REAL ENGAGEMENT BETWEEN BANKS AND FARMERS IN CREDIT DIFFICULTY REQUIRED – DOWNEY

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REAL ENGAGEMENT BETWEEN BANKS AND FARMERS IN CREDIT DIFFICULTY REQUIRED – DOWNEY
09 Apr 2015

REAL ENGAGEMENT BETWEEN BANKS AND FARMERS IN CREDIT DIFFICULTY REQUIRED – DOWNEY

Farm Business & Credit

IFA President Eddie Downey has said that, while the banking environment has improved, a number of difficult farming credit cases remain unresolved.

Mr Downey said, “As a capital-intensive industry, there is a need for ongoing investment on farms, and farmers require access to competitively-priced credit from the banks. The farming sector has always had a strong repayment record, which was maintained throughout the downturn. However, a number of difficult farm credit cases remain, and I am calling on the banks and the farmers involved to engage constructively to find solutions to these”.

He continued, “The core principle on which negotiations must be based is that both sides contribute to the retention of a viable family farm enterprise, where at all possible. The banks must be fair in their dealings with farmers and not impose conditions that cannot be met by the farmer or that impose a long-term, unsustainable burden”.

Eddie Downey continued, “However, a small number of farmers are not engaging realistically with their banks in finding solutions to their credit difficulties and, in doing so, are potentially undermining the borrowing credibility of the overall sector”.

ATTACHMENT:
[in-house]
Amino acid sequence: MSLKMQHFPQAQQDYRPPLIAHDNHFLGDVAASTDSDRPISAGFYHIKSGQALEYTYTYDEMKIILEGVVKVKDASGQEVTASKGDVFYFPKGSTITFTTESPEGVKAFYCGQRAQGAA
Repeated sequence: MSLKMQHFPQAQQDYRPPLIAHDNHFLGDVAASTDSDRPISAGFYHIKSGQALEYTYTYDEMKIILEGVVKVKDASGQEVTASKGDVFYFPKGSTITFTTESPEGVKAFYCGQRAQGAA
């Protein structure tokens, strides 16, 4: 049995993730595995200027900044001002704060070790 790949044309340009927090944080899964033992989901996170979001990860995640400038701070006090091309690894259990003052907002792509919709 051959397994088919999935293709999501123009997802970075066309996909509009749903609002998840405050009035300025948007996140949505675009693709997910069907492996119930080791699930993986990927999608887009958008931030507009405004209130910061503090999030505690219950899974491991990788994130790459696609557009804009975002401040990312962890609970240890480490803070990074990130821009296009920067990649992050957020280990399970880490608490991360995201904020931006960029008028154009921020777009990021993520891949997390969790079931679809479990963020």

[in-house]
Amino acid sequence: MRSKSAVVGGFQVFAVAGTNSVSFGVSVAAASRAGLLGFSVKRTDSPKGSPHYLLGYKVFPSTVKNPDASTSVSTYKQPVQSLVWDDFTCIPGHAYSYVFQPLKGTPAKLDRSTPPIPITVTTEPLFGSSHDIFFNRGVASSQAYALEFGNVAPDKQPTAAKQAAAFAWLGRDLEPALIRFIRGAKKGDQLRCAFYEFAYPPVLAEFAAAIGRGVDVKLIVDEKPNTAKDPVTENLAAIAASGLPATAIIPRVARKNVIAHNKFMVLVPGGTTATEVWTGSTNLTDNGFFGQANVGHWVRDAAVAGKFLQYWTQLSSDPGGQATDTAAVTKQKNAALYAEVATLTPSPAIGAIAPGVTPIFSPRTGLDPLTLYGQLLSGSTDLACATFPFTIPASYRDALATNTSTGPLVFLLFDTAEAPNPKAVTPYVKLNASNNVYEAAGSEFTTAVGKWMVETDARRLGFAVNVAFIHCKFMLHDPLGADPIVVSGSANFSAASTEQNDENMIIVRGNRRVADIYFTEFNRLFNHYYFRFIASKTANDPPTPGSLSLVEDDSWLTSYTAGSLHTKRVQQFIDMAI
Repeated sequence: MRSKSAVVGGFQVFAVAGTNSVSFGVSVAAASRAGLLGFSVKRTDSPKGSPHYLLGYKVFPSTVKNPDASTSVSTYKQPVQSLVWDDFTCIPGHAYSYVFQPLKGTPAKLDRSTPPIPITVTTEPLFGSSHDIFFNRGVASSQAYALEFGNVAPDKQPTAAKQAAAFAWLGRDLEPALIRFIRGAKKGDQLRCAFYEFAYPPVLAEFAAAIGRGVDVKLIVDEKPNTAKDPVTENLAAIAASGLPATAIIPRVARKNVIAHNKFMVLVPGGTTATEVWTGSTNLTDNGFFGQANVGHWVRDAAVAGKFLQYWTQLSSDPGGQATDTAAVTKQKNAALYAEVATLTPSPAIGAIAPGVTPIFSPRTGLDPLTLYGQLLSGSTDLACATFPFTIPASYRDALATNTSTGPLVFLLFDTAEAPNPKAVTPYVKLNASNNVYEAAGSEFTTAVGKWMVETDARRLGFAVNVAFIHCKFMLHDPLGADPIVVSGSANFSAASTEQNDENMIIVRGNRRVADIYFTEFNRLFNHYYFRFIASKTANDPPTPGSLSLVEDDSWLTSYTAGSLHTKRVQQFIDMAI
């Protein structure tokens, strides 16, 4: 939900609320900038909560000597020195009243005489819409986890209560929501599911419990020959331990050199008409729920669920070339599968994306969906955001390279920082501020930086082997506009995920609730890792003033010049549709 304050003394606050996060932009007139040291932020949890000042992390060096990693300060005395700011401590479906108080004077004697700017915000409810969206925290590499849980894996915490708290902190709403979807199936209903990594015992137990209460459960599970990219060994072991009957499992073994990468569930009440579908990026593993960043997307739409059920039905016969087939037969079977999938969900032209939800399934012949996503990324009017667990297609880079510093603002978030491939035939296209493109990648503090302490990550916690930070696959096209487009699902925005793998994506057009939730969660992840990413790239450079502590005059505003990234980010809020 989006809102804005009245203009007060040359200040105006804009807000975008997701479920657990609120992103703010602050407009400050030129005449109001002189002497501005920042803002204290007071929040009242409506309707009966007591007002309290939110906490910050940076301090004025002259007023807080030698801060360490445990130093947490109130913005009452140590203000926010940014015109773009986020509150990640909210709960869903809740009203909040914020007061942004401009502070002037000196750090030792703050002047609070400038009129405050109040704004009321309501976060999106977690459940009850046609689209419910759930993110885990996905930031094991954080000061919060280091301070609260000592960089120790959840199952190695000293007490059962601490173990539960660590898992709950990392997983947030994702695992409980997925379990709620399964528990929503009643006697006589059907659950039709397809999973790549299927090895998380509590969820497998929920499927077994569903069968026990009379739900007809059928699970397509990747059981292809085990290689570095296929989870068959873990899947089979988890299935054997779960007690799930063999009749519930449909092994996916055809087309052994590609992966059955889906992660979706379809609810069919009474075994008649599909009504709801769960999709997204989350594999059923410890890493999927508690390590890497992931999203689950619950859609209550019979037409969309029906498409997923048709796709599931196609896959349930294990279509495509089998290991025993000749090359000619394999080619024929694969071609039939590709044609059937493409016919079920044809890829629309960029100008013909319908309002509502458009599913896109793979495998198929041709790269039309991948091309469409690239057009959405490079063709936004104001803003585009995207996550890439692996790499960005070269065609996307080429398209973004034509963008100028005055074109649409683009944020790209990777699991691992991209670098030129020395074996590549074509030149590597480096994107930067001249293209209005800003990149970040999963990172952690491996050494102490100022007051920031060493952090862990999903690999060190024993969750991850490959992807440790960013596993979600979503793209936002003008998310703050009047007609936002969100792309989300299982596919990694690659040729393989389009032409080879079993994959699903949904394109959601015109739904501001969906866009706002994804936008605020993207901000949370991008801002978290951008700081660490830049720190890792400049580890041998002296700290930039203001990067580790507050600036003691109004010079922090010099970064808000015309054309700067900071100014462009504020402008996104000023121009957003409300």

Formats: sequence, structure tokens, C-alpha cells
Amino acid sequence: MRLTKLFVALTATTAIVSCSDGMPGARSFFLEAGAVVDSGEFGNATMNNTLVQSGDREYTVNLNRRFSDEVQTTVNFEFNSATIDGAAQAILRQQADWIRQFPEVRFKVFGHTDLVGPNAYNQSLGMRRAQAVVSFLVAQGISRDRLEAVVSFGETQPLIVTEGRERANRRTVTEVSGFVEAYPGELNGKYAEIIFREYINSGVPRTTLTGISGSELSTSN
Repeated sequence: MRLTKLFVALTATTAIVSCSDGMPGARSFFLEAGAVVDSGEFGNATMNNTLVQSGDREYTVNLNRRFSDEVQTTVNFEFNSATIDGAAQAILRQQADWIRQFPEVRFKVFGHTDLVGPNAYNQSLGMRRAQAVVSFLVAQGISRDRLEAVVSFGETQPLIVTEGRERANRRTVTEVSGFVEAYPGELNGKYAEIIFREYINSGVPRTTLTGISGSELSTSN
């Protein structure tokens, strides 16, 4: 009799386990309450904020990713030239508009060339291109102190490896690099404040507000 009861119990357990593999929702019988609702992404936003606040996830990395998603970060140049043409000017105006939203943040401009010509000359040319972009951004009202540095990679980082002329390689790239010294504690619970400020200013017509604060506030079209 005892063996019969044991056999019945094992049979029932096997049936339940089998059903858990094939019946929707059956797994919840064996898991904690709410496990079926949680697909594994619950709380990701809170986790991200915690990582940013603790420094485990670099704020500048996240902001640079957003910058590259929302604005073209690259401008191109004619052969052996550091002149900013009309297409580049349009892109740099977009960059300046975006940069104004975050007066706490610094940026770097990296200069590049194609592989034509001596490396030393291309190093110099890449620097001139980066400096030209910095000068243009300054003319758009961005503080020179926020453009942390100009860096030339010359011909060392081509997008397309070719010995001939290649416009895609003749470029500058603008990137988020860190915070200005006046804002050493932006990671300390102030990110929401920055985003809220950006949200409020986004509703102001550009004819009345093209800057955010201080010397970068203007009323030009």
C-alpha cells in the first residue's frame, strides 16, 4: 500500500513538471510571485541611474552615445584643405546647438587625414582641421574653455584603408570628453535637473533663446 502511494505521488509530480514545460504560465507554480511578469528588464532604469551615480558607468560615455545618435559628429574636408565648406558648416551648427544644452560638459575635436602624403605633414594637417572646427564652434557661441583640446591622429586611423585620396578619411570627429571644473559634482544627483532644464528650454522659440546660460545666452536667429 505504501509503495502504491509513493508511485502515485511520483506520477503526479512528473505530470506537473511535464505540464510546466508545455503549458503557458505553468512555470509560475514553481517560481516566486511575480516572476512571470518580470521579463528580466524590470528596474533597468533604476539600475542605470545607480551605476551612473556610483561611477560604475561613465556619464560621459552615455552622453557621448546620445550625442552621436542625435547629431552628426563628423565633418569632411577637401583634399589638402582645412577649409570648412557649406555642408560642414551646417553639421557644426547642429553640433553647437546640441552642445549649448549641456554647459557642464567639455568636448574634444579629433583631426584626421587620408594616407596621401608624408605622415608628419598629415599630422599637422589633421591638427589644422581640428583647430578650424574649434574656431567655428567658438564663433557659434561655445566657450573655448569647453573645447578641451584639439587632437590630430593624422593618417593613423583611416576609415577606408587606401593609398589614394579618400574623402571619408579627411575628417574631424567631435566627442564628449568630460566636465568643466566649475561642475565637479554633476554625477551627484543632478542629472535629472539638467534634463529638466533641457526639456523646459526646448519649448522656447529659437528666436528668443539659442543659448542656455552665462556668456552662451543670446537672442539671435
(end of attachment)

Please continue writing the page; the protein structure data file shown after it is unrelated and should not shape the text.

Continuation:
In a clear direction, Mr Downey said, “IFA will not stand over cases where there is no real engagement by the farmer with their bank, or where a deal has been agreed and is then not honoured. In the long run, there are no winners in these combative situations, with huge legal and other professional costs incurred”.

Mr Downey strongly advising farmers in such situations to engage with the banks and address their
problems.

The IFA President criticised the pillar banks for taking excessive interest margins given the cost of their funds is at an all-time low. He said Irish taxpayers have paid huge sums in supporting the banks and its time they saw a dividend in the form of reduced interest rates and charges.

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